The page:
Talk:1972 Nixon visit to China

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Why did Nixon recognize China over Taiwan? —The preceding unsigned comment was added by (talkcontribs) .

  • Nixon and the U.S. government agreed to recognize China over Taiwan mainly to settle the dispute and peacefully agree with China themselves to open trade and commerce with mainland China. —№tǒŖïøŭş4lĭfė

Add an effects section?

Nixon and Trudeau?[edit]

Perhaps a mention about Trudeau's visit to China should be added, as it's closely related to Nixon's. - 21:00, 8 October 2006 (UTC)

nixon liked pie!


This article is far too brief! Get with the program, people!!! —Preceding unsigned comment added by Liushaoqi (talkcontribs) 00:39, 3 October 2007 (UTC)

Hong Kong and Macau[edit]

This section really doesn't belong here. I suggest it be removed. Cripipper (talk) 17:58, 15 July 2008 (UTC)

Why not just make a post-meeting section? Where else would info like this belong? Benjwong (talk) 19:09, 2 September 2008 (UTC)
Because this had nothing to do with the Nixon visit. It belongs in the history of Hong Kong. Cripipper (talk) 10:24, 3 September 2008 (UTC)
What do you mean? If not for this visit, there would be no dialogue. Benjwong (talk) 05:04, 5 September 2008 (UTC)
What do you mean by dialogue? Cripipper (talk) 12:19, 5 September 2008 (UTC)

UN Recognition of PRC[edit]

Why is this not mentioned ? The changeover occurred 25th October 1971. Wasn't Nixon responding to force majeure from the UN ? ie he had no choice but to go to China.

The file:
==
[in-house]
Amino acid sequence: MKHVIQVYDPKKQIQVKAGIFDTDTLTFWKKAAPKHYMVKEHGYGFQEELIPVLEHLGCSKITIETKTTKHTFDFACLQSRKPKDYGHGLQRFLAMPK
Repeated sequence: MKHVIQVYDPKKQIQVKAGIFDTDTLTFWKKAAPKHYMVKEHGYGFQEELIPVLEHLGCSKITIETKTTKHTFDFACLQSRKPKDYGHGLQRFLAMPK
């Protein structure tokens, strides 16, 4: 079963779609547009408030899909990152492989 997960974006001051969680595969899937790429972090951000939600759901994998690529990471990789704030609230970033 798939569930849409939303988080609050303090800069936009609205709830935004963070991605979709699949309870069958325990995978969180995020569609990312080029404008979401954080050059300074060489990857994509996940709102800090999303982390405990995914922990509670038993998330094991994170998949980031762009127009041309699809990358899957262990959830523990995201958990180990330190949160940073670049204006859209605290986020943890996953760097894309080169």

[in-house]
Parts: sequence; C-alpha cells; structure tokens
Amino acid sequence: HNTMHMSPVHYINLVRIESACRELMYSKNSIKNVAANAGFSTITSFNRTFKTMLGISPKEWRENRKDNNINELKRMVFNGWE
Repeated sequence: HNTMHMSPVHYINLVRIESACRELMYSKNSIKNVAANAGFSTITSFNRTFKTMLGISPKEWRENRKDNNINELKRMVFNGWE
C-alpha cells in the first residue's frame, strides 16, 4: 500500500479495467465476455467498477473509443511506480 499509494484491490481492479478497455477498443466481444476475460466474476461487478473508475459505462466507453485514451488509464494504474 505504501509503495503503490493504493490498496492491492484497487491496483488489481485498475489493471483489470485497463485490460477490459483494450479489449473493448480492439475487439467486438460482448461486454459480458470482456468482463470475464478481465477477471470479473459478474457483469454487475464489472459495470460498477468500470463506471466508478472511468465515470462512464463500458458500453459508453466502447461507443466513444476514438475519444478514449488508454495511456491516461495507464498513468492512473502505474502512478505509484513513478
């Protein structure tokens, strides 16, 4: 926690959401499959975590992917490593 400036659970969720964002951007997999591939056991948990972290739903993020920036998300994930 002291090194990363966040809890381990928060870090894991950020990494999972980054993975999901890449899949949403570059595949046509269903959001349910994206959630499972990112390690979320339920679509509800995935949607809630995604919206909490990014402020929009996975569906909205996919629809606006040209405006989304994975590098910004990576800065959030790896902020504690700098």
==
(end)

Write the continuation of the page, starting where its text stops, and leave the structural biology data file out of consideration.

"On 15 July 1971, 17 UN members requested that a question of the "Restoration of the lawful rights of the People's Republic of China in the United Nations" be placed on the provisional agenda of the twenty-sixth session of the UN General Assembly, claiming that the PRC, a "founding member of the United Nations and a permanent member of the Security Council, had since 1949 been refused by systematic maneuvers the right to occupy the seat to which it is entitled ipso jure"."

This is from UN_General_Assembly_Resolution_2758

Yup. This page must mention that and address the extent to which Nixon negotiated for China's recognition or was forced to accept the changes presented to him. — LlywelynII 15:08, 29 July 2016 (UTC)

Whitlam in China[edit]

Perhaps Whitlam's visit to China should also be mentioned. In Australia this was at first seen as a Labor Prime Minister being soft on Communism (a common accusation from their political opponents in the 70's). But after Nixon went it was seen as ok. It has been suggested by a few historians and academics that Whitlam went to test the waters for Nixon. Also, the lead of this article doesn't really summarise the significance of this event very well. For many it is considered the point at which the Sino-Soviet split allowed the USA to use China to contain the USSR. Basically this was the turning point geopolitically that ended the Cold War if this theory is to be believed. Not the meeting precisely, but the resumption of friendly diplomacy, trade etc. certainly helped strengthen the USA and China and weakened the USSR considerably.--Senor Freebie (talk) 05:56, 11 December 2010 (UTC)